He realizes his eyes are open, not shut as he’d thought. This nightmare—he’s living it.

Black shadows scream from the bedroom. They fly at him, hundreds of them— attacking, diving, striking, drawing blood. Jack swings madly, trying his best to fight them off, his shirt is ripped by hooked talons, and he can feel blood dribbling down his cheek.

“Stop,” Shadow Man commands. All motion ceases. “Look at what you did,” he says.

Jack shakes his head. “N-Not me, you sick fuck.” His eyes burn as understanding takes hold. A torrent of tears rains down and bumps off his quivering chin.  

Shadow Man smiles. “You did. It’s beautiful work. Don’t be shy.” He’s right and he knows it. Shrugging, he adds: “You wanted this.” The smile is hideous: black teeth, cracked lips. His eyes burning coals.

The shadows hover in the air near the ceiling. Some circle, ready for attack.

“What’s that?” Shadow Man points to Jack’s hand.

Jack stares numb at the bloody knife. It slips from his loosened grip. The point jabs into the wooden floor.

Shadow Man fades and morphs into an oblong-shaped shadow. The blackness wavers in the air. A point forms at the tip and it shoots forward, slamming Jack against the wall. Sudden agonized screams rips the silence of the house.

Jack feels his chest pull open, the rib cage stretches wide. Looking down, near unconsciousness, he sees the shadow push into him. The black things in the air swoop down. Fear shuts his eyes, but he can feel them enter and fly under his skin.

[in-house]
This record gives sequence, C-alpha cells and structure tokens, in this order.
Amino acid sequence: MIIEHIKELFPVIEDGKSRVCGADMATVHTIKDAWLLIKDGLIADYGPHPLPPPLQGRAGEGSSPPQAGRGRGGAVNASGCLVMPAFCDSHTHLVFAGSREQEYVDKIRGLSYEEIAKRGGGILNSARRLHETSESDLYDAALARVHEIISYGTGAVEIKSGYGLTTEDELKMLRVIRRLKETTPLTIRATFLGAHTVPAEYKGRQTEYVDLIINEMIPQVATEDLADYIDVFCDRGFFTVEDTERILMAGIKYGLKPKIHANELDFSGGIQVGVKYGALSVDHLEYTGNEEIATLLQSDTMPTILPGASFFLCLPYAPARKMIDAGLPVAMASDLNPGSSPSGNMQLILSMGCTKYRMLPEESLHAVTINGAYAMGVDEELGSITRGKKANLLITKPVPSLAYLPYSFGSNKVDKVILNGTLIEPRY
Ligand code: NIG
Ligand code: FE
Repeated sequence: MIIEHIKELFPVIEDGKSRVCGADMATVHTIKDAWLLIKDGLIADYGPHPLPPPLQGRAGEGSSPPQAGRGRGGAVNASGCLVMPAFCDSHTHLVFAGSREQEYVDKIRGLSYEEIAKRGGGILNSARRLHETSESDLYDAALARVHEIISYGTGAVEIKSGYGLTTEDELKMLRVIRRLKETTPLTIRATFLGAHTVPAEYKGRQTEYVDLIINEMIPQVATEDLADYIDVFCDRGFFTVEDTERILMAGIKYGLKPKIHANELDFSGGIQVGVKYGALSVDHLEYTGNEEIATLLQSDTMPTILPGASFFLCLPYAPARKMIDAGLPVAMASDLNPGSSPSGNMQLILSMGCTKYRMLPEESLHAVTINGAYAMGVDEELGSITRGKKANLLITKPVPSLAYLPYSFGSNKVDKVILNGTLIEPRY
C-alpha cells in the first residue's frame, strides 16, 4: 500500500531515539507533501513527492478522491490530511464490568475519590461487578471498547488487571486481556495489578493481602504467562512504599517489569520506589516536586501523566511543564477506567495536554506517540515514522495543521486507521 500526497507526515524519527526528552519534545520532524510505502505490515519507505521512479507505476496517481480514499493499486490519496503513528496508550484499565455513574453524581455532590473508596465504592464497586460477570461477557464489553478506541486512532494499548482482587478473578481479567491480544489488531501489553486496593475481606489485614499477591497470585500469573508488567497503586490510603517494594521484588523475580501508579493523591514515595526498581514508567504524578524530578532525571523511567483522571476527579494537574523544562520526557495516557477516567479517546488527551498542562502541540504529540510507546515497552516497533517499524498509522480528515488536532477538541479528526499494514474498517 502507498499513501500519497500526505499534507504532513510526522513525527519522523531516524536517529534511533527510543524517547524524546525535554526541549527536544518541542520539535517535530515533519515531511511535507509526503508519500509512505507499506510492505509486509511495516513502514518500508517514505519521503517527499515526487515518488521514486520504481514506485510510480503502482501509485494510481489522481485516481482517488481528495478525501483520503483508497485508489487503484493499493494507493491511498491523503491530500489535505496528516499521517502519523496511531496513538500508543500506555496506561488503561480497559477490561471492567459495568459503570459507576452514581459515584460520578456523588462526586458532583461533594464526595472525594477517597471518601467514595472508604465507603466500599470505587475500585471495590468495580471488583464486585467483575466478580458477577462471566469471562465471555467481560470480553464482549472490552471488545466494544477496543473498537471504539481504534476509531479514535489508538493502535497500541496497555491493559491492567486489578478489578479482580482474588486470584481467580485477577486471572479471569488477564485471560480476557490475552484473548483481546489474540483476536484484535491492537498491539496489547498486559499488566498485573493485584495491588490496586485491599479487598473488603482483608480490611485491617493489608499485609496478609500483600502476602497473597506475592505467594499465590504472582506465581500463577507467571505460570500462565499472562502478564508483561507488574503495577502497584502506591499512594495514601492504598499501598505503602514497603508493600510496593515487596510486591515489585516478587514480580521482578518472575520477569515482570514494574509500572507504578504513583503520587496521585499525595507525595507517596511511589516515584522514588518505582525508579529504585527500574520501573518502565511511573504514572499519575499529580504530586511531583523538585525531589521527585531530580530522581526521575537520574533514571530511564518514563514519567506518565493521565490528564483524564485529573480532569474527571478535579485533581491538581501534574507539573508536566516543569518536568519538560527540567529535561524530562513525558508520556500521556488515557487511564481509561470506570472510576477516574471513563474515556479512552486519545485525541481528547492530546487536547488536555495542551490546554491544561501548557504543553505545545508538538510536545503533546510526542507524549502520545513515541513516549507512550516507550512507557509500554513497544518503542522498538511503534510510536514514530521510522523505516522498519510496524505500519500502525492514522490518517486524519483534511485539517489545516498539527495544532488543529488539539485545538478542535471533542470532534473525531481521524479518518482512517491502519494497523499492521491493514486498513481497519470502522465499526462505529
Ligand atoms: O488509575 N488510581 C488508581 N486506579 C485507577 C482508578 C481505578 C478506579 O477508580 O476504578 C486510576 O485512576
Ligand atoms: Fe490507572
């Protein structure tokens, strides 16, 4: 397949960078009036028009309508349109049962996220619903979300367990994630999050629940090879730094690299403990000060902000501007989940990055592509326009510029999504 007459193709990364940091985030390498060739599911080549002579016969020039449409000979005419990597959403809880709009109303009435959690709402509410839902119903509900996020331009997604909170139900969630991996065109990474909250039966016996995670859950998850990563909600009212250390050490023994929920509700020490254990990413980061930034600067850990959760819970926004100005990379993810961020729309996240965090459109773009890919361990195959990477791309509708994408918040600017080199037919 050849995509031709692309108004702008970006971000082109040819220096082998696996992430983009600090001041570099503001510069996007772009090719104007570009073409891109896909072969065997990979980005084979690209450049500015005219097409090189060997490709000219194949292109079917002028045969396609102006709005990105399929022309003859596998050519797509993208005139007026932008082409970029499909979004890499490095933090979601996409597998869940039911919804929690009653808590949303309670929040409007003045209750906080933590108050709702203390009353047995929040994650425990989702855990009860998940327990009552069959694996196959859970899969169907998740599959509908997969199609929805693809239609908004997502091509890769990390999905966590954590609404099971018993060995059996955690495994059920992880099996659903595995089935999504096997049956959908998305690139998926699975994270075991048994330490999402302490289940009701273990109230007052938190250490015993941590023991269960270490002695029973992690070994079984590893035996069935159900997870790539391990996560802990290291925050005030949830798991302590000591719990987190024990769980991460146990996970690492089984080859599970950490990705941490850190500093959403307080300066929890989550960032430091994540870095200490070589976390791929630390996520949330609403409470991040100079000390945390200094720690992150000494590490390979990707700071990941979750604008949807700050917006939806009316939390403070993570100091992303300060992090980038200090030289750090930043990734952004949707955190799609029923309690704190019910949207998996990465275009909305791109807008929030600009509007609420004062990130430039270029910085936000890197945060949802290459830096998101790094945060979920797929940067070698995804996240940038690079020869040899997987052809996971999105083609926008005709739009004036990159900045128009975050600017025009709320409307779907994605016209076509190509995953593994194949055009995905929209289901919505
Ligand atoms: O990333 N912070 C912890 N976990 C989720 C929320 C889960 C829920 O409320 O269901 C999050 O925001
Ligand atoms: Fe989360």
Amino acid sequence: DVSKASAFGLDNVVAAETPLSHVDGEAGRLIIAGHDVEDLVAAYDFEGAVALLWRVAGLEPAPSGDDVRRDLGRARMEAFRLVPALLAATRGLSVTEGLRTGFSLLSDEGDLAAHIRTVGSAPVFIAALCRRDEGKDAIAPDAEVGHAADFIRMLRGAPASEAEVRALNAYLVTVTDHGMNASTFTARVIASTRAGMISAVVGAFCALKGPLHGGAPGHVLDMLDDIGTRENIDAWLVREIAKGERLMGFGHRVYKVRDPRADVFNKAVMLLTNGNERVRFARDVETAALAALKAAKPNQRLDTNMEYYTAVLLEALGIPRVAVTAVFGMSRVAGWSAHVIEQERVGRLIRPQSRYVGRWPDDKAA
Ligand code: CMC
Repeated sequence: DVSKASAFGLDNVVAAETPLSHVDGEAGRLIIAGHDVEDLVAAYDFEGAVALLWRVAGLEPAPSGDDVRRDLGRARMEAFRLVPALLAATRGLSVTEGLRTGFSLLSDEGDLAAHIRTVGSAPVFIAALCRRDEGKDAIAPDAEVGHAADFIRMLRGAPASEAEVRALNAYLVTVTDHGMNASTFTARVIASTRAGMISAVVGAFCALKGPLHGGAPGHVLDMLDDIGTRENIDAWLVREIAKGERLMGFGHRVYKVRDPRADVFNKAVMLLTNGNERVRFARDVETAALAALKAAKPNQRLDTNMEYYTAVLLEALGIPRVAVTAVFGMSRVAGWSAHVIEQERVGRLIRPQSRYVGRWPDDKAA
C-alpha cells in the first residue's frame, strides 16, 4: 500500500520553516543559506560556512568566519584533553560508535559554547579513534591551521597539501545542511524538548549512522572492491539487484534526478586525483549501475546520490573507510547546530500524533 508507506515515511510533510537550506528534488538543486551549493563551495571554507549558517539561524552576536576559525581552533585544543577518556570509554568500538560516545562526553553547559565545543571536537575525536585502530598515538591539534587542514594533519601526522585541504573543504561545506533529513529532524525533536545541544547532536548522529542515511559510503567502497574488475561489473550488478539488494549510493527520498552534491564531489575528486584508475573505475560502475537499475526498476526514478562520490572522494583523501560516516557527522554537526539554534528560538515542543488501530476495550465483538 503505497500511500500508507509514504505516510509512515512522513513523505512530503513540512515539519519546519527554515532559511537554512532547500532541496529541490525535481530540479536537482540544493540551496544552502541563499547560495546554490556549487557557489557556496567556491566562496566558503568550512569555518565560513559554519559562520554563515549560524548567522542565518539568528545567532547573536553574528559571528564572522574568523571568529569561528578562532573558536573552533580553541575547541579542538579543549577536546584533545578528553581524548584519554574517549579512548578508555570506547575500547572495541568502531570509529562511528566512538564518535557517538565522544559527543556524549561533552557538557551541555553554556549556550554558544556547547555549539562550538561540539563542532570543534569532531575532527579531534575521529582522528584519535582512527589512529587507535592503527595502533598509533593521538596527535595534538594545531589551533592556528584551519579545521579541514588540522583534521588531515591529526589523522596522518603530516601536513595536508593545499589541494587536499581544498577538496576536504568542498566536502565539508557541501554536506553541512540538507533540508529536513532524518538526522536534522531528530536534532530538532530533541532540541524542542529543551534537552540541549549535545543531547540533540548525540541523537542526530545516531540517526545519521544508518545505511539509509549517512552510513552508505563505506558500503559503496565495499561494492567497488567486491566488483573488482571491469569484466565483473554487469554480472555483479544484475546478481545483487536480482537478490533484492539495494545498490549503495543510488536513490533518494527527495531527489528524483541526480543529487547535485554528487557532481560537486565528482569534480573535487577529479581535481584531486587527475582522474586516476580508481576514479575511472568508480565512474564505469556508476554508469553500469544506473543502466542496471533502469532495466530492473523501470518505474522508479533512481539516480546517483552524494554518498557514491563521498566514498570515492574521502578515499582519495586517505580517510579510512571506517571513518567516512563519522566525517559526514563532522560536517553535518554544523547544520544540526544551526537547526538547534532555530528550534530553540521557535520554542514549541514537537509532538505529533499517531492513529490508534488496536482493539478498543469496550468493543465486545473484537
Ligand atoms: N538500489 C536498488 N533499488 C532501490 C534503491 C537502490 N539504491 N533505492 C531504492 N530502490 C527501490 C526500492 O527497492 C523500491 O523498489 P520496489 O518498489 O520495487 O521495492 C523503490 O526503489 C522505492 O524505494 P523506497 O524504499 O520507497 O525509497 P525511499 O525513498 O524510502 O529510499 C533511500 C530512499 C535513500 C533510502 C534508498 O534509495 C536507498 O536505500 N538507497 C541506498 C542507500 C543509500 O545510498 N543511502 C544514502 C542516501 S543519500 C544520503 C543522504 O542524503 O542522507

Fear and pain vanish as if they never existed and he suddenly feels calm and…happy. Content.  

He checks his reflection in the hallway mirror, smiles. Spying the knife, he bends down, pulls it out of the floor.

He unlocks the door, opens it, and looks out across the street.

A small brick cottage surrounded by a white fence grabs his attention. The Morris family lives there. Their son is a loud, rude snob. And next to them, an old couple. The man is okay but his rumor-spreading wife needs a lesson in keeping her mouth shut.

This whole street is filled with people needing a visit from the Shadow Man.  

 

 

 

This native New Zealander lives to write. Lee is the author of several speculative fiction novels (Speculative fiction covers a group of fiction genres that speculate about worlds that are unlike the real world in various important ways. In these contexts, it generally includes science fiction, fantasy, horror fiction, supernatural fiction, alternate history, and magic realism), short stories and chapbooks and the editor of seven anthologies (all horror) and he is the New Zealand Rep for the International Order of Horror Professionals.